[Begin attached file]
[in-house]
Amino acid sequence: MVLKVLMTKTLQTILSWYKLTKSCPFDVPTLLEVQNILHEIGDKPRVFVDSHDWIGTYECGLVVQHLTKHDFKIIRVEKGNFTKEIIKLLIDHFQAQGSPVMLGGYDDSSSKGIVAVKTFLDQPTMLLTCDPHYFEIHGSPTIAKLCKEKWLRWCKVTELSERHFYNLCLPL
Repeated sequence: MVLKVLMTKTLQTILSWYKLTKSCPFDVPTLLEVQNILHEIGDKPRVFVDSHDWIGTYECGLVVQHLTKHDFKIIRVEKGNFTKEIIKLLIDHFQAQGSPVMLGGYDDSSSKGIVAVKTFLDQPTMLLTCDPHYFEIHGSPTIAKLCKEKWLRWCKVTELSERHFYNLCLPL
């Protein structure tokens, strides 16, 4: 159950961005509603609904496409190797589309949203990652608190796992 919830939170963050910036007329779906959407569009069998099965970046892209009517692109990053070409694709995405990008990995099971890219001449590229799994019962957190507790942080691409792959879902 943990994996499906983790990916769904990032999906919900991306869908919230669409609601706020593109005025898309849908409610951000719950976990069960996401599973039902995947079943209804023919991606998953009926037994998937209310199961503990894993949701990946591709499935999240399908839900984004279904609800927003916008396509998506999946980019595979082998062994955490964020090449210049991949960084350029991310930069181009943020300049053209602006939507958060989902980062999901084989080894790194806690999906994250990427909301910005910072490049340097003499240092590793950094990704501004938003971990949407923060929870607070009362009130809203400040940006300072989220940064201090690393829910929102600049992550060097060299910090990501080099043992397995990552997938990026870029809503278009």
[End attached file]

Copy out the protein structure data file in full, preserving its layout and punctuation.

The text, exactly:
[in-house]
Amino acid sequence: MVLKVLMTKTLQTILSWYKLTKSCPFDVPTLLEVQNILHEIGDKPRVFVDSHDWIGTYECGLVVQHLTKHDFKIIRVEKGNFTKEIIKLLIDHFQAQGSPVMLGGYDDSSSKGIVAVKTFLDQPTMLLTCDPHYFEIHGSPTIAKLCKEKWLRWCKVTELSERHFYNLCLPL
Repeated sequence: MVLKVLMTKTLQTILSWYKLTKSCPFDVPTLLEVQNILHEIGDKPRVFVDSHDWIGTYECGLVVQHLTKHDFKIIRVEKGNFTKEIIKLLIDHFQAQGSPVMLGGYDDSSSKGIVAVKTFLDQPTMLLTCDPHYFEIHGSPTIAKLCKEKWLRWCKVTELSERHFYNLCLPL
């Protein structure tokens, strides 16, 4: 159950961005509603609904496409190797589309949203990652608190796992 919830939170963050910036007329779906959407569009069998099965970046892209009517692109990053070409694709995405990008990995099971890219001449590229799994019962957190507790942080691409792959879902 943990994996499906983790990916769904990032999906919900991306869908919230669409609601706020593109005025898309849908409610951000719950976990069960996401599973039902995947079943209804023919991606998953009926037994998937209310199961503990894993949701990946591709499935999240399908839900984004279904609800927003916008396509998506999946980019595979082998062994955490964020090449210049991949960084350029991310930069181009943020300049053209602006939507958060989902980062999901084989080894790194806690999906994250990427909301910005910072490049340097003499240092590793950094990704501004938003971990949407923060929870607070009362009130809203400040940006300072989220940064201090690393829910929102600049992550060097060299910090990501080099043992397995990552997938990026870029809503278009």